Friday, August 10, 2012

Quad 51: Yellowknife

I had a bit of fun yesterday...  I participated in a JPL press conference, and I was supposed to describe our mapping work on the team, which I've been co-chairing with John Grant. Fred Calef is doing all the hard work.  This effort has been going on for about a month before landing.  We solicited volunteers from the science team to each map a 1.3x1.3 km quad in or near the landing ellipse.  The volunteers submitted their maps, and we've been integrating them into a single map.  In our mission work, we are refining our efforts and developing models for how the different rock types formed.  It's been an amazingly fun project.

In addition to describing the mapping effort, I was going to announce the name of the quad we landed in - it happened to be one of the ones I mapped.  However, at the last minute, we decided to postpone the announcement.  Thus, I talked about Quad 51.  No one on the team had noticed - or at least said anything - about this coincidence.  Immediately, the press, however, picked up on "Area 51".  We landed in Area 51!  Total coincidence!

The name Yellowknife was announced after the press conference.  That now has people running around explaining why we chose Yellowknife, which I had planned to do in the press conference!  So here's a bit about why:

For the Geologists:  The Yellowknife Supergroup consists of rocks that are about 2.7 billion years old.  They form a greenstone belt (Sasha and the UCD Geology Club - they include one schist, two schist, green schist, but no blue schist.) that overlies the oldest rocks in the world, the 4.98 billion year old Acasta Gneiss.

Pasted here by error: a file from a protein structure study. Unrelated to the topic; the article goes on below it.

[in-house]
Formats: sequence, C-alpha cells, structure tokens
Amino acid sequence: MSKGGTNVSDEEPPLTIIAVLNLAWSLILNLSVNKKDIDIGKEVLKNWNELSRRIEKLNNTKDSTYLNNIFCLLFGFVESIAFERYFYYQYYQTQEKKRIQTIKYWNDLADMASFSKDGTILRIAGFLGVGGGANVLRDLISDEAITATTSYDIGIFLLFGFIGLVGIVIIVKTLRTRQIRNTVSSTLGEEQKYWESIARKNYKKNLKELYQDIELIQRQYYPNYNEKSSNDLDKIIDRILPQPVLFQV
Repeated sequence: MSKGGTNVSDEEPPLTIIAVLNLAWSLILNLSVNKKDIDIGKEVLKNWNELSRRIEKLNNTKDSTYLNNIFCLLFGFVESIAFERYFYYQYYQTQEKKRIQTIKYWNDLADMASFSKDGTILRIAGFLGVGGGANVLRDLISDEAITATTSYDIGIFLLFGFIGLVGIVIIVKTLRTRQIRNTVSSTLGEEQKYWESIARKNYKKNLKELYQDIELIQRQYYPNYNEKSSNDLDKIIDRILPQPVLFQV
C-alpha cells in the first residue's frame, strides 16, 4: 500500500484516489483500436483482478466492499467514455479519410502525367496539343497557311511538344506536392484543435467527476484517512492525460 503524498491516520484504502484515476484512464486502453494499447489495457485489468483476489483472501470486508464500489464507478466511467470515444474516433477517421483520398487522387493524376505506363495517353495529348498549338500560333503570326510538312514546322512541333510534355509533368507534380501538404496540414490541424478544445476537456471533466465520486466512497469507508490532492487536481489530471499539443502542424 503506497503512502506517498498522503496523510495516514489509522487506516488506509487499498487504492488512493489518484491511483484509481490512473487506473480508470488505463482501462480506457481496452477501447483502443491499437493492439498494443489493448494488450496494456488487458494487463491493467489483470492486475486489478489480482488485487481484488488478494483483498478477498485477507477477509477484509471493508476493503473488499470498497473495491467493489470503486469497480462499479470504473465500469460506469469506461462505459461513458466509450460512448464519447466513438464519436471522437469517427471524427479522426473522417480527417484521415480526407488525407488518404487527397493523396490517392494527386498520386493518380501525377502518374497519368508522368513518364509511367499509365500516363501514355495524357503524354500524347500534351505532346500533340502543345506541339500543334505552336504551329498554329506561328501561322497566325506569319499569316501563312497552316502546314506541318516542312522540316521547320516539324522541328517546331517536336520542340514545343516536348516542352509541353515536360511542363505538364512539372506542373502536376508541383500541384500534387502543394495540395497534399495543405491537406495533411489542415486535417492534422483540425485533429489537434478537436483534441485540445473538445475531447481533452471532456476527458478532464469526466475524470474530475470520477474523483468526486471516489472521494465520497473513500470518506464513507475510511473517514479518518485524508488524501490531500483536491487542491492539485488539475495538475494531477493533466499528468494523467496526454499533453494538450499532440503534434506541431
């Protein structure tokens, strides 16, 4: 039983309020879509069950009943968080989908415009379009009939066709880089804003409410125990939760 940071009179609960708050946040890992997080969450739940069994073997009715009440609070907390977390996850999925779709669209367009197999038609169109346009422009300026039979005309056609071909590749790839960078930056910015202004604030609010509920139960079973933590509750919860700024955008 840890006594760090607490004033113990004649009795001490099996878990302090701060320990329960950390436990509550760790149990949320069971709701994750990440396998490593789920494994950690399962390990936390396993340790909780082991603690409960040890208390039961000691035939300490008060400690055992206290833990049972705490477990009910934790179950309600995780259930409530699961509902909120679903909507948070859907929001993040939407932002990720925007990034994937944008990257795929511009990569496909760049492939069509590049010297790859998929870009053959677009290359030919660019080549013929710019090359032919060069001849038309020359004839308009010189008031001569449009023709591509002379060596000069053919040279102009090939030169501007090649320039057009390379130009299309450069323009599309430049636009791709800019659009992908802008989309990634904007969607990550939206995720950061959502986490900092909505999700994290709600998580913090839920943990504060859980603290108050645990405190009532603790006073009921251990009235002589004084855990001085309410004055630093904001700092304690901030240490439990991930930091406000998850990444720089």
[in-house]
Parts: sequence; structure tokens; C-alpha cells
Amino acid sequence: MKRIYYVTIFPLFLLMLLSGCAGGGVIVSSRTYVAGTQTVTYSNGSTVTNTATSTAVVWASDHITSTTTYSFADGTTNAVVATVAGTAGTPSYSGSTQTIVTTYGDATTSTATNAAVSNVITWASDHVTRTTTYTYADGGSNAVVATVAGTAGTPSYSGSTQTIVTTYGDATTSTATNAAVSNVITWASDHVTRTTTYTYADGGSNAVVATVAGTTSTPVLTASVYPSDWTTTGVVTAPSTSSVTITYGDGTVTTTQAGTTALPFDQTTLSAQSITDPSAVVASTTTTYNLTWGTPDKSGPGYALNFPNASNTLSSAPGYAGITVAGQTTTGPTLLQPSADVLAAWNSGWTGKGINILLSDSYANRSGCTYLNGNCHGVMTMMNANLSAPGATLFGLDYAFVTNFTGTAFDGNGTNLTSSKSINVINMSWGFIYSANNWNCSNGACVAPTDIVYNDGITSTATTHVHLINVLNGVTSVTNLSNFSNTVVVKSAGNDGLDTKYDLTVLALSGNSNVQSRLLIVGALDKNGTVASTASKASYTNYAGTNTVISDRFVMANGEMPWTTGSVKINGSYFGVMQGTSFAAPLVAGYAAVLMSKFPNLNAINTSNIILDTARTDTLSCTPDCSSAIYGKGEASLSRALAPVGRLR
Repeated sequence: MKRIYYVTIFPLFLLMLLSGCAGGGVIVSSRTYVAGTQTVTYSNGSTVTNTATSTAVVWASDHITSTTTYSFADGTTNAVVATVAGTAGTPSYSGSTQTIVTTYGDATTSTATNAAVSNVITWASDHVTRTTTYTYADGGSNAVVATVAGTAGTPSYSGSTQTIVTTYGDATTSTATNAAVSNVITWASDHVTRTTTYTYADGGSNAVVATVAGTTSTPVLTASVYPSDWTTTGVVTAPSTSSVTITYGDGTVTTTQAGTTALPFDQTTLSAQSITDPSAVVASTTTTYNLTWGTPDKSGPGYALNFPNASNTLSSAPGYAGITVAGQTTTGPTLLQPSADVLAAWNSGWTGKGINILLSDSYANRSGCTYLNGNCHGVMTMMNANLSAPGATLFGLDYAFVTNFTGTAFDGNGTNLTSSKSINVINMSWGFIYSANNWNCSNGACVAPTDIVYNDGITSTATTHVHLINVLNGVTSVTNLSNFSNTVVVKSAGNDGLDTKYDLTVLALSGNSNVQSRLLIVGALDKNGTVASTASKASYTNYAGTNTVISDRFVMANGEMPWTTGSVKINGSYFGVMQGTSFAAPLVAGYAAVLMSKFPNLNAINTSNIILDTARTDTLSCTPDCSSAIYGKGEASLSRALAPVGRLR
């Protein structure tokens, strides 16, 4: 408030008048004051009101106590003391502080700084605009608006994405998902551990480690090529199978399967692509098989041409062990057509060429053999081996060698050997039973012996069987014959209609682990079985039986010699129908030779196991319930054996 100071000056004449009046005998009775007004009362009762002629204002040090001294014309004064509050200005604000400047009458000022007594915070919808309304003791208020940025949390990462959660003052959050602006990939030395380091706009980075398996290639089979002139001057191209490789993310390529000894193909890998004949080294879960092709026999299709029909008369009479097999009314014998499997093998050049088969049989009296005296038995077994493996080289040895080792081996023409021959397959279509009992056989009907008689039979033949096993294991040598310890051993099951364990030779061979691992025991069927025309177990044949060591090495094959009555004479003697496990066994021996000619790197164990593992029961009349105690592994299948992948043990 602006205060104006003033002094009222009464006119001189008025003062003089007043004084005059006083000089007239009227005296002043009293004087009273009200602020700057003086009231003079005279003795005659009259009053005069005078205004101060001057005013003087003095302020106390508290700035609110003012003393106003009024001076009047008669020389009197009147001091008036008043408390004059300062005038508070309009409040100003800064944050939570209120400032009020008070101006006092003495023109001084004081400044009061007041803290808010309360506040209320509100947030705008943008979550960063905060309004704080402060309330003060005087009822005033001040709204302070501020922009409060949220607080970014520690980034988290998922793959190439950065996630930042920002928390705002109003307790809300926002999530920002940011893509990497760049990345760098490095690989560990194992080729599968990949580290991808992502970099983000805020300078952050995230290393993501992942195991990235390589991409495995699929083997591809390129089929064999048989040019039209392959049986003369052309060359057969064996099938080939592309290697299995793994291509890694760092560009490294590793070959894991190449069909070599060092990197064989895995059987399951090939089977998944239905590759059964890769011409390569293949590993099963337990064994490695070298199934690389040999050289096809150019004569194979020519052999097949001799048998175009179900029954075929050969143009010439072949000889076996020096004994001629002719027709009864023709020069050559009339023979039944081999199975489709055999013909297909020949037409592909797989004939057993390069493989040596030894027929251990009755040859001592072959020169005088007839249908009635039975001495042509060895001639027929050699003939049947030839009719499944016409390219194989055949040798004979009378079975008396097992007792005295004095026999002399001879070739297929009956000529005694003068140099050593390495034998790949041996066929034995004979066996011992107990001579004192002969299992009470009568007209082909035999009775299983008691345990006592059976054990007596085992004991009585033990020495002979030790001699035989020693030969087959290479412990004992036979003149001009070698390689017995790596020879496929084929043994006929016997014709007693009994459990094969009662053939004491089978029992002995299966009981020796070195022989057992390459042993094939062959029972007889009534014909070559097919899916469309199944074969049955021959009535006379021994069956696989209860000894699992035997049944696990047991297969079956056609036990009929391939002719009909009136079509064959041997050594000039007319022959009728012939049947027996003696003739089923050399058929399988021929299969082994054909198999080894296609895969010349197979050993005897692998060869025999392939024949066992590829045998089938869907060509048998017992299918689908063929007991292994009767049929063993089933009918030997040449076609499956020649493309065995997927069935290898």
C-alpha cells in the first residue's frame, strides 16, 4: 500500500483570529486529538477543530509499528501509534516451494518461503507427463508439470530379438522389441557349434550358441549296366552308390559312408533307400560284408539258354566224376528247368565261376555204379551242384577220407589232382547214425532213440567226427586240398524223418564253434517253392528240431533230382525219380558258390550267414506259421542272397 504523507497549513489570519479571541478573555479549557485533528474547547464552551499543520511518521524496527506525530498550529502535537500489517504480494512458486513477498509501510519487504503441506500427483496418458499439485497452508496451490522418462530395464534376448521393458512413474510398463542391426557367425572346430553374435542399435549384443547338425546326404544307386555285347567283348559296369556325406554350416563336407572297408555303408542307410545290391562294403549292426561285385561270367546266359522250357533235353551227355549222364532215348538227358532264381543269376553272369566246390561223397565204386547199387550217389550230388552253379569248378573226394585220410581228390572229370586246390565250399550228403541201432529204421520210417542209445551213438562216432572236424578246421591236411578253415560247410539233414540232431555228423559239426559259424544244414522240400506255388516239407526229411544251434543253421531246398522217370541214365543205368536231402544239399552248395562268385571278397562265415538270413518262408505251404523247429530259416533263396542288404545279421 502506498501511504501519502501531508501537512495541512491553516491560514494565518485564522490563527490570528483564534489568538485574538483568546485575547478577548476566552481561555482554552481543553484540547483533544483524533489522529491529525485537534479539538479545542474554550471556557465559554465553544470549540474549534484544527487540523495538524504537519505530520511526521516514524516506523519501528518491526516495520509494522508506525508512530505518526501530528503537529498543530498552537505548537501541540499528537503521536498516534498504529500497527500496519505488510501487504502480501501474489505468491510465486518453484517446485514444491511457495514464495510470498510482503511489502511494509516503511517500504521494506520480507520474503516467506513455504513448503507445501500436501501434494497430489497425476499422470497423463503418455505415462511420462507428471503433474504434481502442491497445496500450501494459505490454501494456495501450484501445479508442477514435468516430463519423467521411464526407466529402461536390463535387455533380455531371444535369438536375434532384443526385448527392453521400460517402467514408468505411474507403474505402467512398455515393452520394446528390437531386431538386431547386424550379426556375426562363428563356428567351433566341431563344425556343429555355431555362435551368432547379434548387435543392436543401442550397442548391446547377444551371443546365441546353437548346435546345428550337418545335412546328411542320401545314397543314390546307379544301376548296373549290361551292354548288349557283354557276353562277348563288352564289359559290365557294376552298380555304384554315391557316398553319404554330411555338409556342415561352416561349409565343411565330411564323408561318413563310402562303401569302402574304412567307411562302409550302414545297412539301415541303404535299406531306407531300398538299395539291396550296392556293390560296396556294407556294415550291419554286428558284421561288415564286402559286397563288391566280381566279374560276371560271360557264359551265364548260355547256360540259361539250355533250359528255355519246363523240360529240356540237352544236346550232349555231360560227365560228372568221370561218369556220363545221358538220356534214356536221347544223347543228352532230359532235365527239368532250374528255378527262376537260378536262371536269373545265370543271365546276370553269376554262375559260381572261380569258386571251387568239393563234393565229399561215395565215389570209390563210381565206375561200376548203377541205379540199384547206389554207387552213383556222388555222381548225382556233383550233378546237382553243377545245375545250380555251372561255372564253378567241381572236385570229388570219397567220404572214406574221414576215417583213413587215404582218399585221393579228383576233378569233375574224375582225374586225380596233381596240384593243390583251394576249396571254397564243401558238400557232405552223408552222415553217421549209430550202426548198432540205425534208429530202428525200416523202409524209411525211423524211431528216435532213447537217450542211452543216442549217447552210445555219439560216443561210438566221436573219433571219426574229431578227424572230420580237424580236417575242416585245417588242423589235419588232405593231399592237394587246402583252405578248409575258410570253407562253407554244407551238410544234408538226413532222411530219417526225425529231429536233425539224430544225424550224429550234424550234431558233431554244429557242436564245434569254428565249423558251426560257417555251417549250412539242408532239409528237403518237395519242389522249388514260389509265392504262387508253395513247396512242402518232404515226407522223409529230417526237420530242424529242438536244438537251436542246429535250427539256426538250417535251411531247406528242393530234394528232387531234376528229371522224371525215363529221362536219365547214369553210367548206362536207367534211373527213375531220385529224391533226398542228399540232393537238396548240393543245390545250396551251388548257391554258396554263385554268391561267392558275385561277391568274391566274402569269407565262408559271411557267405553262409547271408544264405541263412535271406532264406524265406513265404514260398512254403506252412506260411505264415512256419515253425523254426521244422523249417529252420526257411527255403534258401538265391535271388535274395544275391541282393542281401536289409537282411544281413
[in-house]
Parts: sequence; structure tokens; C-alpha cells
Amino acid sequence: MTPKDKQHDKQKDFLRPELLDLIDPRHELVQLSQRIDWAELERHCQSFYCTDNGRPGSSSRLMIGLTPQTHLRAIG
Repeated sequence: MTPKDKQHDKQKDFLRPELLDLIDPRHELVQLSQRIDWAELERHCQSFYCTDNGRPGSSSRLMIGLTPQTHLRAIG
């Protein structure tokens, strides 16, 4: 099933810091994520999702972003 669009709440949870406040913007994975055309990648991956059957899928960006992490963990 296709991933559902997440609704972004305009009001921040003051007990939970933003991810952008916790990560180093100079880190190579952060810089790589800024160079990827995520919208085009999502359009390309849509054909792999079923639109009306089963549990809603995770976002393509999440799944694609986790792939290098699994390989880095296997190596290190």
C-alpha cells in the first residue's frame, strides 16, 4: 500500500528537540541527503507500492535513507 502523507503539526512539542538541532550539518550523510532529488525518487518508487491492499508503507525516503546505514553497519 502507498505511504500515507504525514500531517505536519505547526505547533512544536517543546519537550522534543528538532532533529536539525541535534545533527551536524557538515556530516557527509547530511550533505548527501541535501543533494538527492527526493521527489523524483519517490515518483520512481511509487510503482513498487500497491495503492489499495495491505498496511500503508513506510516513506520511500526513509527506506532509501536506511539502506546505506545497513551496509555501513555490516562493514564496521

For the Historians and Geologists, who are after all, historians of the earth:  Yellowknife is the largest town in the Northwest Territories with a population of a little less than 20,000 people.  It is named after the Yellowknife Dene who live in the area and used to make knives out of copper.  In the 1930's, Yellowknife was a gold and uranium boom town, and in the 1990's it was the center of a diamond rush.  Many geologists and arctic explorers go through Yellowknife on their way north.  Thus, the town holds many interesting memories for a number of people on the team, including John Grotzinger, the Project Scientist, who is the one who chose the name.

Congratulations to Yellowknife!

Back to the topic of Area 51: The team loves it, as do the engineers.  In today's press conference, one of them talked about all the strange things that happened in Quad 51.  It couldn't have been better!

1 comment:

  1. Hello, Northwest Territories Tourism is comparing Yellowknife, Canada with Yellowknife, Mars. Should be a fun little campaign to watch.